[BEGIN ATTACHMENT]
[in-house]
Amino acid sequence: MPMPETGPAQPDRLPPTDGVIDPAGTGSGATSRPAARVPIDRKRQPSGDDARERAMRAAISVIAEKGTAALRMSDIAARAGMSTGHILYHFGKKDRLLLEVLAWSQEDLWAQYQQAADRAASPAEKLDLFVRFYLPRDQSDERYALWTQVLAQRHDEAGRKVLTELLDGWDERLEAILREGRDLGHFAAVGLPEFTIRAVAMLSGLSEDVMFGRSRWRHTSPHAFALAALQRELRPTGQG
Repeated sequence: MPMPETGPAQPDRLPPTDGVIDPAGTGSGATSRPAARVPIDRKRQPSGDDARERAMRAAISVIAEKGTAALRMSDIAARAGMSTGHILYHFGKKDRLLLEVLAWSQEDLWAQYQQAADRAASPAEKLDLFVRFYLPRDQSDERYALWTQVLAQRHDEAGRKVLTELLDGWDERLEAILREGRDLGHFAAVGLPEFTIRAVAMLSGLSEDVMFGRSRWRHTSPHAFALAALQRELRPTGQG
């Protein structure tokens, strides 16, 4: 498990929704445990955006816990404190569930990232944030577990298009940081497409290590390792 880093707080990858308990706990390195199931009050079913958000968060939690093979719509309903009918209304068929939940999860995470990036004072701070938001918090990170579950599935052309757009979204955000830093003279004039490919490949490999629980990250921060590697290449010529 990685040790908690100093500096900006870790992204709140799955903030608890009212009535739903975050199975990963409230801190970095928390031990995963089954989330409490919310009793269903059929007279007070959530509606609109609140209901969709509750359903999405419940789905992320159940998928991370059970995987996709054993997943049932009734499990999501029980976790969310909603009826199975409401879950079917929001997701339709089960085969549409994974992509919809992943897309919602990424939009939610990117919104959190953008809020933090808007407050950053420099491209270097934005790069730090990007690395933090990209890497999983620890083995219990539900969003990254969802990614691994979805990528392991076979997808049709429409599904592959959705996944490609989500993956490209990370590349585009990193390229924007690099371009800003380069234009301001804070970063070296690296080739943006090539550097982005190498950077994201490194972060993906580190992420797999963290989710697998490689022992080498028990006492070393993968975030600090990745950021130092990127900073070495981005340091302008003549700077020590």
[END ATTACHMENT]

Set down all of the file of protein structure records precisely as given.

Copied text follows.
[in-house]
Amino acid sequence: MPMPETGPAQPDRLPPTDGVIDPAGTGSGATSRPAARVPIDRKRQPSGDDARERAMRAAISVIAEKGTAALRMSDIAARAGMSTGHILYHFGKKDRLLLEVLAWSQEDLWAQYQQAADRAASPAEKLDLFVRFYLPRDQSDERYALWTQVLAQRHDEAGRKVLTELLDGWDERLEAILREGRDLGHFAAVGLPEFTIRAVAMLSGLSEDVMFGRSRWRHTSPHAFALAALQRELRPTGQG
Repeated sequence: MPMPETGPAQPDRLPPTDGVIDPAGTGSGATSRPAARVPIDRKRQPSGDDARERAMRAAISVIAEKGTAALRMSDIAARAGMSTGHILYHFGKKDRLLLEVLAWSQEDLWAQYQQAADRAASPAEKLDLFVRFYLPRDQSDERYALWTQVLAQRHDEAGRKVLTELLDGWDERLEAILREGRDLGHFAAVGLPEFTIRAVAMLSGLSEDVMFGRSRWRHTSPHAFALAALQRELRPTGQG
């Protein structure tokens, strides 16, 4: 498990929704445990955006816990404190569930990232944030577990298009940081497409290590390792 880093707080990858308990706990390195199931009050079913958000968060939690093979719509309903009918209304068929939940999860995470990036004072701070938001918090990170579950599935052309757009979204955000830093003279004039490919490949490999629980990250921060590697290449010529 990685040790908690100093500096900006870790992204709140799955903030608890009212009535739903975050199975990963409230801190970095928390031990995963089954989330409490919310009793269903059929007279007070959530509606609109609140209901969709509750359903999405419940789905992320159940998928991370059970995987996709054993997943049932009734499990999501029980976790969310909603009826199975409401879950079917929001997701339709089960085969549409994974992509919809992943897309919602990424939009939610990117919104959190953008809020933090808007407050950053420099491209270097934005790069730090990007690395933090990209890497999983620890083995219990539900969003990254969802990614691994979805990528392991076979997808049709429409599904592959959705996944490609989500993956490209990370590349585009990193390229924007690099371009800003380069234009301001804070970063070296690296080739943006090539550097982005190498950077994201490194972060993906580190992420797999963290989710697998490689022992080498028990006492070393993968975030600090990745950021130092990127900073070495981005340091302008003549700077020590």